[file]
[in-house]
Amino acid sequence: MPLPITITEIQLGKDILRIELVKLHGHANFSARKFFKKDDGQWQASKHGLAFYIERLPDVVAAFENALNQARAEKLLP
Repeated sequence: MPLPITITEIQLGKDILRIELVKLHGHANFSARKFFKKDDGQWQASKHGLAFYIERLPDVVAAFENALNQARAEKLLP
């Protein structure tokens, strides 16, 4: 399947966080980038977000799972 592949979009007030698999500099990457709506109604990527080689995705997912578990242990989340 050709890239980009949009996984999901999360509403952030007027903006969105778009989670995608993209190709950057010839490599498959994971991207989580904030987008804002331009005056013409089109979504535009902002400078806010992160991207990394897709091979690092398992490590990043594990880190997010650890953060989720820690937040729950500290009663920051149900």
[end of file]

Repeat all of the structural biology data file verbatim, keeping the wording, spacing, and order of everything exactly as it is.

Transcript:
[in-house]
Amino acid sequence: MPLPITITEIQLGKDILRIELVKLHGHANFSARKFFKKDDGQWQASKHGLAFYIERLPDVVAAFENALNQARAEKLLP
Repeated sequence: MPLPITITEIQLGKDILRIELVKLHGHANFSARKFFKKDDGQWQASKHGLAFYIERLPDVVAAFENALNQARAEKLLP
């Protein structure tokens, strides 16, 4: 399947966080980038977000799972 592949979009007030698999500099990457709506109604990527080689995705997912578990242990989340 050709890239980009949009996984999901999360509403952030007027903006969105778009989670995608993209190709950057010839490599498959994971991207989580904030987008804002331009005056013409089109979504535009902002400078806010992160991207990394897709091979690092398992490590990043594990880190997010650890953060989720820690937040729950500290009663920051149900």